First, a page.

Colleges are not too sure if All India Council of Technical Education (AICTE) interfering in curriculum and examination patterns will work. Institutes said that the flexibility of curriculum is what keeps them ahead of the curve and allows them to meet industry requirements.
“An autonomous PGDM course was created with the idea that colleges can design it to match industry standards and have the flexibility to change it without any bureaucratic processes. The whole purpose will now be defeated,” said RK Shrivastava, director, SIES College of Management, Nerul.
While colleges are for the council ensuring transparency, they feel that everyone is being penalised just because of a few black sheep.
The All India Association of Management Colleges has even met Union HRD Minister Kapil Sibal this week to discuss these new norms.
They have even involved industry bodies to appeal to the government to rethink these new rules. “Interference especially in curriculum and admission would have serious repercussions in the quality of institutes. While we are aiming to meet global standards and these government norms will strangulate us,” said a senior faculty member of SP Jain, one of the top management institutes in the country.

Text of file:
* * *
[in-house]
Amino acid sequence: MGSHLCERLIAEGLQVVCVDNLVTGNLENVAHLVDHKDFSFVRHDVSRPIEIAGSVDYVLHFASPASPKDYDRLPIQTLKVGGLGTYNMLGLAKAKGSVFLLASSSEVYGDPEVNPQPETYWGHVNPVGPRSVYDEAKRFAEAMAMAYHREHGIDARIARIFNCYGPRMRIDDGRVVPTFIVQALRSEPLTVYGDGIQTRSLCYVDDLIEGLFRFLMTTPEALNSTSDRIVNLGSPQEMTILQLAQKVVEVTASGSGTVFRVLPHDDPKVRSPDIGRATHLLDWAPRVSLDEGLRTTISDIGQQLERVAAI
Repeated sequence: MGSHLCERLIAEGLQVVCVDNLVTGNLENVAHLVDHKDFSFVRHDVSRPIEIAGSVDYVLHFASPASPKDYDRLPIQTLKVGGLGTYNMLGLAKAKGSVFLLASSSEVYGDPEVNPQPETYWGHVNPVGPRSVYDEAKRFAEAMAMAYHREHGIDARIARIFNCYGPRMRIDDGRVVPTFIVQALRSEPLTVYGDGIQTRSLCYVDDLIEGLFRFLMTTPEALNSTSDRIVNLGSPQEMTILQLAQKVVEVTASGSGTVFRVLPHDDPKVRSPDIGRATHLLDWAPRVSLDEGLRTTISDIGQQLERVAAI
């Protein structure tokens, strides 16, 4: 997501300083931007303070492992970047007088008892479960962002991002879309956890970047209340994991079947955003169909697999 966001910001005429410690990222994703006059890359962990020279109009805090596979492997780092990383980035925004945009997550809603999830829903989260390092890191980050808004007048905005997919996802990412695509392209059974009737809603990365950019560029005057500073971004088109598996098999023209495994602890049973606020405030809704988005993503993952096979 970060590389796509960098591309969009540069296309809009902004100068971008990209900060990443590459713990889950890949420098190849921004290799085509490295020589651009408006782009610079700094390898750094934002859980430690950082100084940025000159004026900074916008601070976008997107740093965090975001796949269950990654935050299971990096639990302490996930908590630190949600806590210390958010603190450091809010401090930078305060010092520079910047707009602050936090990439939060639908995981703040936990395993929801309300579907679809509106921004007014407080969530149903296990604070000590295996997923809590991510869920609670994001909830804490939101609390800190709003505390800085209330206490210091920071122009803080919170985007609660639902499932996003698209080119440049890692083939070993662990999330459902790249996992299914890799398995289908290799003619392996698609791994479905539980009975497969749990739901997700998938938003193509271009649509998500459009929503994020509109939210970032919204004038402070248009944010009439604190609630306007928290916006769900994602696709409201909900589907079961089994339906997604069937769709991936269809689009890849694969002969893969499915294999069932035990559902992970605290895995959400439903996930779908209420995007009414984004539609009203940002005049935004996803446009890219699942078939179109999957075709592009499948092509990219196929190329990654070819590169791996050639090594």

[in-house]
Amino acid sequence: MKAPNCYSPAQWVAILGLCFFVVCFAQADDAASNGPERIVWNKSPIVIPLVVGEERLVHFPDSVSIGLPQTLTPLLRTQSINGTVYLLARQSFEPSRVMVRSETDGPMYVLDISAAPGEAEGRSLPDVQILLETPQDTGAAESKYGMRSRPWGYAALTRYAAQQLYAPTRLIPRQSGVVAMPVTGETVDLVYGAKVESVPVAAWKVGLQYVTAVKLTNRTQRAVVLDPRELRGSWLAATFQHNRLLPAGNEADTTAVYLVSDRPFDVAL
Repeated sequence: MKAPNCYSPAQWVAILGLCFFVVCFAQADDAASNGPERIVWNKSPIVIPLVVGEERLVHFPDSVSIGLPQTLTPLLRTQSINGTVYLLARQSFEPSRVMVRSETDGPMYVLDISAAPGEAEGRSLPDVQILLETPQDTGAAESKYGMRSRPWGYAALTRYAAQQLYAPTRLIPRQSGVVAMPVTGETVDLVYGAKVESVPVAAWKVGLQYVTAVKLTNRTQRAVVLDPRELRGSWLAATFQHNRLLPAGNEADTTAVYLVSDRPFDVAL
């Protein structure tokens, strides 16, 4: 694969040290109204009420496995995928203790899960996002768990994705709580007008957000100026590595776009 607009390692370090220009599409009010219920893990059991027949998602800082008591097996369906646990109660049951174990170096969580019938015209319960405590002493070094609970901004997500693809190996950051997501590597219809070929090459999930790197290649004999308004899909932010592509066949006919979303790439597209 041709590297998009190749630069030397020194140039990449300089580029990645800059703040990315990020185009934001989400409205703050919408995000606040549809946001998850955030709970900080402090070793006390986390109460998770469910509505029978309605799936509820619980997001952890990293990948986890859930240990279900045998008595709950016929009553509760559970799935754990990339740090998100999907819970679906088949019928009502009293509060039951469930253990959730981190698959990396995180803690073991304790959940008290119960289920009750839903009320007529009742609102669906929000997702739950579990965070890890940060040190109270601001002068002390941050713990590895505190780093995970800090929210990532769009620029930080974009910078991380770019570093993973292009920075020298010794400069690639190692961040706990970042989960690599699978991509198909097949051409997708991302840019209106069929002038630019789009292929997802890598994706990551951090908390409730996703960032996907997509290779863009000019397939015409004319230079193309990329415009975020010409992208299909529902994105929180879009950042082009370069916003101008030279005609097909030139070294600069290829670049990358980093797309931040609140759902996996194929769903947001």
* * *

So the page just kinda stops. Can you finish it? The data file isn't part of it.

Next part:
One of the other reforms that colleges are against is a common admission procedure for PGDM courses.
Currently, institutes have the freedom to choose their students based on their criteria but now the respective state authorities (in Maharashtra the Directorate of Technical Education) will look after admissions.
“PGDM course is currently based only on merit without reservations of any sort. But the fact remains that all the state admissions do have reservations. This will definitely dilute the quality of students coming in thus impacting their performance,” said faculty member from a reputed city B-school.